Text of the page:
Religion is a large part of life at Seton Hill University (SHU). Some SHU staff and faculty are involved with religious life and can offer a unique perspective on the 2012 elections.
“We need a president that is knowledgeable about business and can promote jobs and also balance a budget. Also we need a president that has respect for human life, from conception to natural death,” said Sr. Ann Infanger, who affirmed that she is planning to vote in the upcoming election.
Sr. Ann Infanger is the club advisor for the Respect Life club who also teaches “Faith, Religion, and Society” at SHU.
“God wants us to be involved with the community within which we live to make it the peaceful and good group that it is meant to be,” said Infanger.
Infanger’s views are influenced by her background in science with a main focus is Biology.
“My view is shaped by my being a Christian biologist and a person whose family is involved in business,” said Infanger.
Sr. Maureen O’Brien, head of campus ministry at SHU, also said she was “absolutely” going to vote.
“I feel that this will be a very close election. We have reached a very critical point with this election. I’m also concerned about those who were effected by the storm and how the storm affected their ability to vote,” said O’Brien.
According to O’Brien, the younger generations should pay more attention to politics. “It’s critical that young people vote. This election will be affecting them the most in the coming years.”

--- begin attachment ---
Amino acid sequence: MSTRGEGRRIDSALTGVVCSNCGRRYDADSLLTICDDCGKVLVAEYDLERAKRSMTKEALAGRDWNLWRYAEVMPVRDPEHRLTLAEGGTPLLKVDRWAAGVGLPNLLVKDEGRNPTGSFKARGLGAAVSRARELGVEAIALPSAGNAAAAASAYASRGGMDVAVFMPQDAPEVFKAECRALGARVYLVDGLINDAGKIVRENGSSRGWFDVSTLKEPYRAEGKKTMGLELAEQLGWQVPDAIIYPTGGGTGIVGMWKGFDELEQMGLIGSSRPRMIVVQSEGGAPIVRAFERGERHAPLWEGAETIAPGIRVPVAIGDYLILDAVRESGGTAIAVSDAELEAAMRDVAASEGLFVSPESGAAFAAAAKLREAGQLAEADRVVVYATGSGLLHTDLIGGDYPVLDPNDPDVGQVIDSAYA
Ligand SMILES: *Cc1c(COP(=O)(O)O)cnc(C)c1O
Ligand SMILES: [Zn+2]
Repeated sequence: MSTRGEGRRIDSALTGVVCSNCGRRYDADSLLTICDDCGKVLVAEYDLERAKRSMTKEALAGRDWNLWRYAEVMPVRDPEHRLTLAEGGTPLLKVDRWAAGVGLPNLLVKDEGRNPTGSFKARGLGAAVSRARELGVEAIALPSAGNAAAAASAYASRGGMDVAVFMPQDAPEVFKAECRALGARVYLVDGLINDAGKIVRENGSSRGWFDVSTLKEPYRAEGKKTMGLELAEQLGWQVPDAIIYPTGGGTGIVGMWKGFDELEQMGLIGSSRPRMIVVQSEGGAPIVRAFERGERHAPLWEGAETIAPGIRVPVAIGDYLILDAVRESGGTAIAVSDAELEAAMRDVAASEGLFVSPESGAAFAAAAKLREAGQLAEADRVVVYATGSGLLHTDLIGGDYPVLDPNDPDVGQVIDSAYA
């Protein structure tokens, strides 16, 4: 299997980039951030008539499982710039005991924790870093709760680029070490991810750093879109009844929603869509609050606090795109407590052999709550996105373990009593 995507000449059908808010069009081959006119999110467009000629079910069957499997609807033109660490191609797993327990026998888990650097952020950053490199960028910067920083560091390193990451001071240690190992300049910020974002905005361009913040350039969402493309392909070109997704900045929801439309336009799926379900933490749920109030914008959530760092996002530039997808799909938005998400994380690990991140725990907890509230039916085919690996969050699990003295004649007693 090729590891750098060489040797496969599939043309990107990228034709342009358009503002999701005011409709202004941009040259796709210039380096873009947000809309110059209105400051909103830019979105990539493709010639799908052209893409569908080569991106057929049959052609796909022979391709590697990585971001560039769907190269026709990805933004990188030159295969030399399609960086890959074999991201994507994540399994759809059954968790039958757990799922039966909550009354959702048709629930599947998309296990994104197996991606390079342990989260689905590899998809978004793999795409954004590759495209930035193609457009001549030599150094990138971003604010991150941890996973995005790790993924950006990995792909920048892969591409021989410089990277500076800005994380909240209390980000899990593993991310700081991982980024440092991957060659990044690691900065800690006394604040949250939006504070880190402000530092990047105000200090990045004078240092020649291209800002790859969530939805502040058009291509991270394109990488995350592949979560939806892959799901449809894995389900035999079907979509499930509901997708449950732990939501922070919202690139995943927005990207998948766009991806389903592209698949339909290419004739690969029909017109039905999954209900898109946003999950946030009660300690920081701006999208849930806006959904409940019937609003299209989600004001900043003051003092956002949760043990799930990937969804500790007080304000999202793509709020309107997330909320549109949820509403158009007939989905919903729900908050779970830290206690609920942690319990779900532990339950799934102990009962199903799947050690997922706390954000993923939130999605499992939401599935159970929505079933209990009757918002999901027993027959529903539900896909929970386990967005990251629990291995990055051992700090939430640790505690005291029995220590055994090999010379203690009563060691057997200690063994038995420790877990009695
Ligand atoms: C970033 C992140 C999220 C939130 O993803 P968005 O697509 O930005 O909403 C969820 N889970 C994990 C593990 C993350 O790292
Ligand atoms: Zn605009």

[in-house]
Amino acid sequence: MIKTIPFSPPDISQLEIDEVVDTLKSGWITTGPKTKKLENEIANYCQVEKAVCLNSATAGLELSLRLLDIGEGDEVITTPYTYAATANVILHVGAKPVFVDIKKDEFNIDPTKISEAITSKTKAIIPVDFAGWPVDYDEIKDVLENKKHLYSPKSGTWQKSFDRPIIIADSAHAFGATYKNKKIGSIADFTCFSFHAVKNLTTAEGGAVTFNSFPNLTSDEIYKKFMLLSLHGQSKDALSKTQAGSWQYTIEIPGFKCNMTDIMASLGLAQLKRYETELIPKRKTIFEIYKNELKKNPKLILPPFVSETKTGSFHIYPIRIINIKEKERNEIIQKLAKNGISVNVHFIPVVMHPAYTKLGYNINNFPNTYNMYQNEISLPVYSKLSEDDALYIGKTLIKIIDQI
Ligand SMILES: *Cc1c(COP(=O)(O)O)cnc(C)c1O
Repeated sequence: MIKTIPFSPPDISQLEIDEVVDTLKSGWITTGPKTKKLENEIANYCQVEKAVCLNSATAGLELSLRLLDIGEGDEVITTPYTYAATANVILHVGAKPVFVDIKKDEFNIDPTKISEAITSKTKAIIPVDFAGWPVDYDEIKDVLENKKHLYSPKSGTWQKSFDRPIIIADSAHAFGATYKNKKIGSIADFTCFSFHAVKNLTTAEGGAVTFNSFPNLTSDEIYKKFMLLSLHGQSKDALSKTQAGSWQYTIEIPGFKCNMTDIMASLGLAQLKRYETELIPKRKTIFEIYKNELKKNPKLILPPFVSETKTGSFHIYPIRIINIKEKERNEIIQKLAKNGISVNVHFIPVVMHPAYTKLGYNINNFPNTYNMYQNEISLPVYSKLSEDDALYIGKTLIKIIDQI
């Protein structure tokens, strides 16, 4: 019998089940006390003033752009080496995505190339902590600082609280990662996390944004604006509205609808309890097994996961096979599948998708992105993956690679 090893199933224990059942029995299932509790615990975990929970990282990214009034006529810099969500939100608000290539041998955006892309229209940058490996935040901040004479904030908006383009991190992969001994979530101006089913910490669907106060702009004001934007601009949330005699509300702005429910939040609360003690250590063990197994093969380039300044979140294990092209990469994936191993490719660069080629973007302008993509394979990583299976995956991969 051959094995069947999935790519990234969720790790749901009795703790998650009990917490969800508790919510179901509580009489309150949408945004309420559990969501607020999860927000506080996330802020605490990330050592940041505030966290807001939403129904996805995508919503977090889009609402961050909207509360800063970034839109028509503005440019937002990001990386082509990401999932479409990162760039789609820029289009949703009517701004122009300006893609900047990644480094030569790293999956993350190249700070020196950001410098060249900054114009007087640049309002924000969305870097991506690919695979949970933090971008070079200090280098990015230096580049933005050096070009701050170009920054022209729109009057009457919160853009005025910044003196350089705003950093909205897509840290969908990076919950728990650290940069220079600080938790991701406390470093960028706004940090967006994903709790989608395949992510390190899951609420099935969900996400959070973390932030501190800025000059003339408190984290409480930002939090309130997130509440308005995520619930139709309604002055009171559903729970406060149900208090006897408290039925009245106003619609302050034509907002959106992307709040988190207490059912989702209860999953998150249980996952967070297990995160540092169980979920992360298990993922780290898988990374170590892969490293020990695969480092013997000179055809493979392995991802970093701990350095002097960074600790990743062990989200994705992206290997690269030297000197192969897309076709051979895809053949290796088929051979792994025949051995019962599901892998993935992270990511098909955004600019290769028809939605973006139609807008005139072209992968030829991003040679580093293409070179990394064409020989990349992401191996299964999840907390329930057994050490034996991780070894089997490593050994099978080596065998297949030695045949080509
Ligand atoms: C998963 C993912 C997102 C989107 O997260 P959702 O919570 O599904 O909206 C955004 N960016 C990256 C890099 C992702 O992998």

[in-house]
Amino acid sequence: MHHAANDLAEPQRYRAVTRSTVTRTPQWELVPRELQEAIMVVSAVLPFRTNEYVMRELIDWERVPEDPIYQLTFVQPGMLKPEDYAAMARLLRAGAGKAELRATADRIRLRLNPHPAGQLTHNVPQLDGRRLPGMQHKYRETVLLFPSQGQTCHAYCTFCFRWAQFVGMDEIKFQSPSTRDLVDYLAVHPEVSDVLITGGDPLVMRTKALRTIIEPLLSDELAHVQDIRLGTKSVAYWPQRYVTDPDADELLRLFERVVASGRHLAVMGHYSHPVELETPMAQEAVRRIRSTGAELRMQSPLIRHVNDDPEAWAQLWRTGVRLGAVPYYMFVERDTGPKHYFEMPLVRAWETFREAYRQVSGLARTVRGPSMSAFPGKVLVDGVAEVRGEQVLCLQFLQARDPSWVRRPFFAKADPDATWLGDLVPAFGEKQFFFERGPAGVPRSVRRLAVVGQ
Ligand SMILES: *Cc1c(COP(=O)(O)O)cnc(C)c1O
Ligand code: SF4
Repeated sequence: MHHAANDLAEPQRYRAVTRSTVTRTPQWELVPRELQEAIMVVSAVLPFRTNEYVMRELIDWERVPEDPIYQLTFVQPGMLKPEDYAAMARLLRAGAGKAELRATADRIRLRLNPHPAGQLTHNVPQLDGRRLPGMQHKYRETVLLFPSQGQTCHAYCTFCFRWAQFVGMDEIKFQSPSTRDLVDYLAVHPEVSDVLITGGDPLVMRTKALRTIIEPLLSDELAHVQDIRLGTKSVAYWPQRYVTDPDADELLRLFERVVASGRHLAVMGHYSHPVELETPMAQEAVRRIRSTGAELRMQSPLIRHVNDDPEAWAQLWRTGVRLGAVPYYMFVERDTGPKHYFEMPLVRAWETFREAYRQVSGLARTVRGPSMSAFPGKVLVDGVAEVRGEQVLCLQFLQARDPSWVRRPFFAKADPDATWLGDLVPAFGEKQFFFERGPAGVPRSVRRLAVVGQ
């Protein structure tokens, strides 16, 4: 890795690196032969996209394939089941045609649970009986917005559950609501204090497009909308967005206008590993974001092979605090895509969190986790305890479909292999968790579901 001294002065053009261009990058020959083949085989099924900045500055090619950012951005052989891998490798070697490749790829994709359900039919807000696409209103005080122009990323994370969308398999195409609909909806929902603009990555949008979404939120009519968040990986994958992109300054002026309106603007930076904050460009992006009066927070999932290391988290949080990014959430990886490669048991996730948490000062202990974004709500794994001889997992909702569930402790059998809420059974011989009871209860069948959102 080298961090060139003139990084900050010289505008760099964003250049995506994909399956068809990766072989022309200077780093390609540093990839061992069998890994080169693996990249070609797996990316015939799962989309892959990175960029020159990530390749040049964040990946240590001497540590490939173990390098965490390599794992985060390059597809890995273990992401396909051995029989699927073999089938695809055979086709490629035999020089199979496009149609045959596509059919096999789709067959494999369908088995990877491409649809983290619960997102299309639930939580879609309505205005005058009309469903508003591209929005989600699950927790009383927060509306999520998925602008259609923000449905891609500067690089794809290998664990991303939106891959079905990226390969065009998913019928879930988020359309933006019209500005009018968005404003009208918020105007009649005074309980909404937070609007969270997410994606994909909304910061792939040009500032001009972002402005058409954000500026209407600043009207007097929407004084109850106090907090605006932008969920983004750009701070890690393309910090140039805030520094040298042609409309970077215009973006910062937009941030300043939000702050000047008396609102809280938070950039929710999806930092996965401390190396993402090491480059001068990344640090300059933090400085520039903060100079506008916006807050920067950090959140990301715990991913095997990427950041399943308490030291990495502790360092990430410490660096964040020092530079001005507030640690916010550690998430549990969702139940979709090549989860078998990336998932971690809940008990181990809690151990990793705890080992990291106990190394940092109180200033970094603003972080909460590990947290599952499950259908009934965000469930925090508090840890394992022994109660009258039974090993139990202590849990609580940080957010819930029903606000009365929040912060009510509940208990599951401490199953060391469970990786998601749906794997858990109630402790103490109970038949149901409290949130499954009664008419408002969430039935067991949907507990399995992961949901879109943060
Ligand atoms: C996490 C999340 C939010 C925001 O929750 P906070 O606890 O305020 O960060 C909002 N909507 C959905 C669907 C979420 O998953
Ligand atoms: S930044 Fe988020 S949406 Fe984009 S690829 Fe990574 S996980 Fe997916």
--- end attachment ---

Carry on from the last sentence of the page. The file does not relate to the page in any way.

Offering a different perspective is David von Schlichten, currently the pastor at St. James Evangelical Lutheran Church in Youngstown, PA. He teaches the class “Jesus” along with “Religions in Asia” and “Western Cultural Tradition” at SHU. He also hosts the Bible study held on campus every Wednesday evening.
“I am a part of the ELCA which stands for Evangelical Lutheran Church in America. This is the largest Lutheran denomination in the U.S.” von Schlichten explained.
Von Schlichten explained the differences and the similarities between the Catholic faith and the Lutheran faith. “They are actually similar in lots of ways. The beliefs in the communion and the baptism liturgies are very close. One difference is the understanding of the sacraments in general. Another difference deals with the Pope and the Saints.”
The Lutheran faith also shares similar views on abortion. “The ELCA affirms valuing life, and discourages abortion. They are big on preserving the life of the child. However, we do have those who are pro-choice,” said Von Schlichten.
“A key role that plays in my decision is as Christians we are told to love God and our neighbor. We are asked to help the poor. I’m also a big supporter of equality for all-women, those of color, the LGBTQ community. The economy is another big cause that needs attention. I feel that we need someone in office who will help with these various causes,” said Von Schlichten.